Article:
Risk factors for MERS coronavirus infection in dromedary camels in Ethiopia, Morocco and Burkina Faso, 2015

Miguel E, Chevalier V, Ayelet G, Bencheikh M N, Boussini H, Chu D, El Berbri I, Fassi-Fihri O, Faye B, Grosbois V, Fekadu G, Perera M, Traore A, Ty So­, Cy Ng­, Roger F  and Peiris M­. Eurosurveillance in press

Crédit photo  Eve Miguel


Dromedary camels are the source of zoonotic infection with MERS coronavirus (MERS-CoV) and therefore it is important to understand the transmission dynamics of this virus in camel herds. Blood samples and nasal swabs were collected between January and March 2015 and tested virologically to identify factors contributing to variations in MERS-CoV seropositivity  and viral RNA detection rates in camels bred in diverse farming conditions in Burkina Faso, Ethiopia and Morocco. MERS-CoV RNA was detected at a relatively high rate in Ethiopia 15.7% (95% CI : 8.2-28.0 ), followed by Burkina Faso 12.2 % (95% CI : 7-20.4) and Morocco 7.6% (95% CI :1.9-26.1). Seropositivity rates  were higher (i) in large / medium herds than in small herds; (ii) in camels raised for fattening (meat) or milk production than in camels used for  transport, and (iii) in nomadic herds than in sedentary or mixed herds. The viral RNA detection rate was higher in young camels and in camels bred for milk or meat than in camels used for transport.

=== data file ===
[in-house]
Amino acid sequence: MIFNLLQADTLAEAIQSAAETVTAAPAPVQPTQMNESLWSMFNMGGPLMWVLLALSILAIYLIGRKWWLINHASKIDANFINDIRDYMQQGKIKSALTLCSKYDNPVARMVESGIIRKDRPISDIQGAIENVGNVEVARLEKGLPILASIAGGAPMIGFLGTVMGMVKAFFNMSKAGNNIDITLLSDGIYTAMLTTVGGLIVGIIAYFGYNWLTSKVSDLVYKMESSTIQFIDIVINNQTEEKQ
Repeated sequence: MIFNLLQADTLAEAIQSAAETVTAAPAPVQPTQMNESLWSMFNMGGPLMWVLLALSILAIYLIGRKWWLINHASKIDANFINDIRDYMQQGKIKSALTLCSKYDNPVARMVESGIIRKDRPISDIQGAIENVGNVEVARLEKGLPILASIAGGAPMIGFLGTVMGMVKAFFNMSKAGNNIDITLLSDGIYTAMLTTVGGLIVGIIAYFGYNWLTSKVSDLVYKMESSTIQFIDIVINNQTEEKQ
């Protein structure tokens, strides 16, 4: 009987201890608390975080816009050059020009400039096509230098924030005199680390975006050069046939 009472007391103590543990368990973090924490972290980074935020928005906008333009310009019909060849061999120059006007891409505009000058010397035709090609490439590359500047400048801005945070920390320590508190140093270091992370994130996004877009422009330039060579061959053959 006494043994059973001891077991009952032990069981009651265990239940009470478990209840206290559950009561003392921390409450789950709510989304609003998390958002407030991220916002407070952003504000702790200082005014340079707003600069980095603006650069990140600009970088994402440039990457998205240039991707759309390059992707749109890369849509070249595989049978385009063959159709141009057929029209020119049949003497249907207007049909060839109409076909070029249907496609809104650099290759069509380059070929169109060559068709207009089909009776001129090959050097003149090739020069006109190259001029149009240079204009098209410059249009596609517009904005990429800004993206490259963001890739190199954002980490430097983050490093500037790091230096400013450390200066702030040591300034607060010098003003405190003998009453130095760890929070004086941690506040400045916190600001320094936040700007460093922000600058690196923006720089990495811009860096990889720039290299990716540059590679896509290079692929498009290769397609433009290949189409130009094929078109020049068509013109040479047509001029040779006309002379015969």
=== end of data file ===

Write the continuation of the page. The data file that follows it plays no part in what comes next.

Key words : herd size, density, milking activities, nomadic, sedentary, West – East gradient



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